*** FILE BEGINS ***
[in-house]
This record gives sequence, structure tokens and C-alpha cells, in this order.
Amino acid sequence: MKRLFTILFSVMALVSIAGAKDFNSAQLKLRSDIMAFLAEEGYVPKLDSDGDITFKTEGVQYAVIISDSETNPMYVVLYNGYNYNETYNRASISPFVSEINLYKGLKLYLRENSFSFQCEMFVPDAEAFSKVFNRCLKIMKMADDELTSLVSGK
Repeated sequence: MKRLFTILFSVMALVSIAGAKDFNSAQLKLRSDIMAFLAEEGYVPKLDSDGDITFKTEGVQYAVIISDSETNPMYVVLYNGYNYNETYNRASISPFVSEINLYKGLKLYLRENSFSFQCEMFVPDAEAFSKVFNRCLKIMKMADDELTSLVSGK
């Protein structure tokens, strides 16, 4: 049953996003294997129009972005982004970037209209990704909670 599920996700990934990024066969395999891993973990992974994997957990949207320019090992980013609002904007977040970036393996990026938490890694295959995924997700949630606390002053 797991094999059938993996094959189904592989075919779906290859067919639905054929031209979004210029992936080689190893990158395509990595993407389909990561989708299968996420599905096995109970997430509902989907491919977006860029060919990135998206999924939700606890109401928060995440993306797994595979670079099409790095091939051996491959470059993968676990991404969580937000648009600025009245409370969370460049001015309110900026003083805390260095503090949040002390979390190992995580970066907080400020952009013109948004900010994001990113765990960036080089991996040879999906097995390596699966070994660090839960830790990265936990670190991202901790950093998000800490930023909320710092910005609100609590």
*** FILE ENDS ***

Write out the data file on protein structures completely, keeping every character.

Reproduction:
[in-house]
This record gives sequence, structure tokens and C-alpha cells, in this order.
Amino acid sequence: MKRLFTILFSVMALVSIAGAKDFNSAQLKLRSDIMAFLAEEGYVPKLDSDGDITFKTEGVQYAVIISDSETNPMYVVLYNGYNYNETYNRASISPFVSEINLYKGLKLYLRENSFSFQCEMFVPDAEAFSKVFNRCLKIMKMADDELTSLVSGK
Repeated sequence: MKRLFTILFSVMALVSIAGAKDFNSAQLKLRSDIMAFLAEEGYVPKLDSDGDITFKTEGVQYAVIISDSETNPMYVVLYNGYNYNETYNRASISPFVSEINLYKGLKLYLRENSFSFQCEMFVPDAEAFSKVFNRCLKIMKMADDELTSLVSGK
């Protein structure tokens, strides 16, 4: 049953996003294997129009972005982004970037209209990704909670 599920996700990934990024066969395999891993973990992974994997957990949207320019090992980013609002904007977040970036393996990026938490890694295959995924997700949630606390002053 797991094999059938993996094959189904592989075919779906290859067919639905054929031209979004210029992936080689190893990158395509990595993407389909990561989708299968996420599905096995109970997430509902989907491919977006860029060919990135998206999924939700606890109401928060995440993306797994595979670079099409790095091939051996491959470059993968676990991404969580937000648009600025009245409370969370460049001015309110900026003083805390260095503090949040002390979390190992995580970066907080400020952009013109948004900010994001990113765990960036080089991996040879999906097995390596699966070994660090839960830790990265936990670190991202901790950093998000800490930023909320710092910005609100609590």